Angola, a country of 33 million people in Southern Africa, did not have a specialised burns hospital until 2022. This year, a hospital was made possible through a global alliance which brought together the public and private sectors. We partnered with the UK government’s export finance arm to provide financing; a UK-based subsidiary of a Middle Eastern contractor worked with a local Angolan contractor on the hospital building; and supplies were procured from around the world.
The project, which now offers medical care to burns victims across Angola, shows that global capital can be transformational when connected to where it is most needed, and partnerships between the public and private sector are crucial to unlocking this capital.
From healthcare to climate change, the scope extends to the UN’s sustainable development goals, including universal access to power, improvements to transport infrastructure, the build-out of digital networks, and access to clean water and sanitation.
Funding gaps in all of these can be addressed through partnerships. The global infrastructure funding gap between now and 2040, for example, stands at USD40 trillion, and is mostly related to emerging markets. This presents a huge opportunity for private investors: financing the right projects can be a win-win for them and the communities in which they land, assuming the risk profile is right and sustainability criteria are met.
Blended finance, which uses capital from public sources to increase private-sector investment and reduce the risk for the private sector, is a valuable tool in mobilising capital. When Ghana’s government recently looked to upgrade the infrastructure in the country’s high-growth Sunyani region, particularly the water system, we helped create a EUR50 million financing facility with export agencies in Sweden and a project team which included a contractor from Israel, supplies from Sweden and other parts of the Nordics, along with local partners in Ghana. The project should provide clean water to 405,000 people by 2040.
The challenge of transitioning away from fossil fuels to sustainable energy whilst still supporting economic growth in emerging markets is a significant and complex one. However, addressing the USD95 trillion funding gap faced by emerging markets in transitioning to net zero by 2060 will play a significant role in tackling climate change.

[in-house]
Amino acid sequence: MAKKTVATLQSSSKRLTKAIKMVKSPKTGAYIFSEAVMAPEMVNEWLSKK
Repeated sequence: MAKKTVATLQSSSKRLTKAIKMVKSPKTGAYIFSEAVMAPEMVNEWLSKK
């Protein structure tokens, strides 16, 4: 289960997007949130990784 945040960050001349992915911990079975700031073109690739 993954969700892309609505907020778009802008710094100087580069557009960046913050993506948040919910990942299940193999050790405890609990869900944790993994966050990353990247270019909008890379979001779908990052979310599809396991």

Clearly it’s a massive, generational challenge, but deals are being done and they can be community-positive in a number of ways. When we helped finance the construction of a 250-megawatt wind power project in India for Apraava Energy, they had a target for the proportion of local suppliers. By structuring a transaction with transferable letters of credit, we enabled the client to guarantee financing further down the chain, giving suppliers access to finance that they might not get otherwise.
Swedish electronic performance car manufacturer Polestar recently received a EUR350 million working capital facility through a consortium of banks to finance their import of EVs into Europe and North America. As well as this flow of vehicles helping to bring down traffic emissions in those markets, Polestar wanted more sustainable practices across its ecosystem; this facility was the first to involve green invoice financing thanks to alignment to the Loan Market Association’s Green Loan Principles.
At the centre of this flow of capital, the onus is on banks and our clients to be transparent and ensure that investors get the data that will allow them to evaluate the credibility and performance of these investments. At the same time, we need supportive policies and regulations at a global and local level. Governments can play their part by implementing more favourable tax and regulatory environments that make SDG-linked investment more attractive, for example.
All of these challenges represent the next frontier for sustainable finance and will play a massive role in the success of future public-private partnerships, and in catalysing capital in the markets where it’s most needed. One thing’s for sure: success requires a global approach – operating across borders, sharing capital, ideas, innovation, and expertise.
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